Part 2, Why I didn't buy an iPad, CNET blogger shares his frustration

I wrote on Apri 30 that I got a Thinkpad X200 TabletPC instead of an iPad 3G.  The traffic I had on this post was above average. So, in the spirit of CNET news sharing his post on iPad experience, I'll write a little comparison.

CNET News blogger Brooke Crothers shares his iPad caveat.

by Brooke Crothers

Here's my second take on the iPad: Prospective buyers be warned; it's not a solution to any burning computing problem I know of. At least not yet.

As I wrote last week, with the glaring exception of no Adobe Flash support, I like the iPad's design. At the risk of repeating what many others have said: It's gorgeous, sleek, very portable, and easy to use.

Here is the picture of Brooke's iPad with the stand and keyboard.


(Credit: Brooke Crothers)

Here is my Thinkpad X200 Tablet with a Logitech MK605 stand, keyboard, and mouse.  It's nice having the mouse.  I have a logitech web cam which is better than I thought for skype calls.  CDRW/DVD is in the dock.  Video out.  A total of 6 USB ports.

Plus the screen is 8 inches above the desk vs. iPad at desk height.

And, Pen input.


Brooke shares some of his frustrations.

Now the bad news. Though I've tried to use the iPad as much as possible, that's getting harder and harder to do. In addition to porting it around the house to read news, watch videos, and do e-mail, I've endeavored to use it on the road too (I have the 3G version). So far, it has turned out to be only marginally useful.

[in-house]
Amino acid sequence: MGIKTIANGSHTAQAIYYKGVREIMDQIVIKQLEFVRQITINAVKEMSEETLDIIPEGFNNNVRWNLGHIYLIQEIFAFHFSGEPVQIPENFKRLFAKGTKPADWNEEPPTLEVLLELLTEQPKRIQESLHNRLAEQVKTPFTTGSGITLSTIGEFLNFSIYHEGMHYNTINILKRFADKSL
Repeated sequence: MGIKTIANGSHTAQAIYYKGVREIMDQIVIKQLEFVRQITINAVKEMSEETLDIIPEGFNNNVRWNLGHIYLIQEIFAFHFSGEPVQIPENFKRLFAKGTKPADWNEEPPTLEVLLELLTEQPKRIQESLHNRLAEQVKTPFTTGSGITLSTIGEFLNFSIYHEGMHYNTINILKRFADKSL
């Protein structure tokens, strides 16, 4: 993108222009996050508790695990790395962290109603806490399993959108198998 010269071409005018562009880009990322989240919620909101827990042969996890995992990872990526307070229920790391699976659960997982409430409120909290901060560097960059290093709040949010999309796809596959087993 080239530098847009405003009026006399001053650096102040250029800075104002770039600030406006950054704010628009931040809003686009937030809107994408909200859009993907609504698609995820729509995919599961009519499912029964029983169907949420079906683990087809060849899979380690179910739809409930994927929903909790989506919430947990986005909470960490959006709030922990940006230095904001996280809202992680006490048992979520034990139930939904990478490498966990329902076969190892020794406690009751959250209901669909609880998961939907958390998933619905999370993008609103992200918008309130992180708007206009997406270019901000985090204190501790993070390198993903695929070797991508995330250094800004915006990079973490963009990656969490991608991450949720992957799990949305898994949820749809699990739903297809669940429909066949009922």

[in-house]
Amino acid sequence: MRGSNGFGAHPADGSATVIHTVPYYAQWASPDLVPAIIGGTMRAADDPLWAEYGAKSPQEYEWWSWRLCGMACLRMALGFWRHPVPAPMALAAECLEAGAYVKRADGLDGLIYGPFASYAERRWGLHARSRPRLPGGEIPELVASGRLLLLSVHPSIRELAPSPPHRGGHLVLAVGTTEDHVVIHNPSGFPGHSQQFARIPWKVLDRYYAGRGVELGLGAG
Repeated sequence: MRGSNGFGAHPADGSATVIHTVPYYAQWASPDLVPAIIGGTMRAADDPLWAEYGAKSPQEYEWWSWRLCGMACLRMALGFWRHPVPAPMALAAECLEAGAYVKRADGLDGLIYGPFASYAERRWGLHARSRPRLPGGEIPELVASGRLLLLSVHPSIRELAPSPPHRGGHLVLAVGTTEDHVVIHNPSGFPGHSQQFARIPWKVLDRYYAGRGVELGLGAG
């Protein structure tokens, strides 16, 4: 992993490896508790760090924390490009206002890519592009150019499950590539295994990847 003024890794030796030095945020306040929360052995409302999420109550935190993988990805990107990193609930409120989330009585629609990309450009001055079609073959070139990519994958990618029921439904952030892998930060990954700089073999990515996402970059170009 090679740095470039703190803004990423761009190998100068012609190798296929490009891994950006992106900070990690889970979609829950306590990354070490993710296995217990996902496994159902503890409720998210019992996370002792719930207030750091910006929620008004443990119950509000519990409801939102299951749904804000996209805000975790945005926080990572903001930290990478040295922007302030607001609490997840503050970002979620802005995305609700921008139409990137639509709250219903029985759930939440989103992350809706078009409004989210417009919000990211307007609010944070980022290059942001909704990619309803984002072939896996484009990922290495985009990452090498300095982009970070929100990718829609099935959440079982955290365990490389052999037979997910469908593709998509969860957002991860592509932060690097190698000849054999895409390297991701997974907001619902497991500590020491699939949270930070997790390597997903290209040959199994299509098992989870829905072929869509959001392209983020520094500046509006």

My X200 Tablet is great.  No complaints.  I don't have the battery life of the iPad, but I am rarely away from power that long.

Brooke is more frustrated as he tries to use the iPad instead of a laptop.

It seems--so far, at least--that more often than not I'm banging into its limitations, which usually sends me scurrying back to my laptop. "Hmm, I could be doing this a lot more easily on my laptop?" is usually what comes to mind. Not always, but usually.

The problem is that too many things are done more efficiently on a laptop. And I won't go through the obvious laundry list of what most people use a portable computer for.

That said, I understand I'm overreaching: It's not meant to serve as a laptop replacement. And, further, I understand that there are plenty of people who use the iPad as an e-reader, gaming device, and generally as an enhanced platform for iPhone/iPod apps, as just some examples.

I am sure there are plenty of Mac lovers who are now carrying an iPhone, iPad and MacBook Pro when they travel.

For those of you who think the iPad is in a class by itself.  The NY Yankees classify the iPad as a laptop and are not allowed in the stadium.


Yankees ban iPad

by Chris Matyszczyk

Wherever you feel the need to have your iPad, I am happy. So, it seems, is the TSA. The New York Yankees, though, seem to float on a different boat.

A report from Yahoo Sports suggests that the Yankees have decided in all their infinite, historic wisdom that the iPad falls under its "No laptops" policy.

Spacekatgal, a poster on the IGN boards and who first caught Yahoo Sports' attention, said: "The security people told me it was not allowed and I was turned away at the gates. Why on earth would they have this policy? Terrorism concerns? I couldn't get an answer. I snuck it in under my jacket...I bring it to Fenway all the time and they don't care."

Yes, Boston's hallowed home is renowned for its relaxed and friendly demeanor. And the old "under the jacket" trick was first perfected by Stephen Colbert at the Grammys.

I know the Giants don't score many runs, but this was a little strange.

(Credit: Chris Matyszczyk/CNET)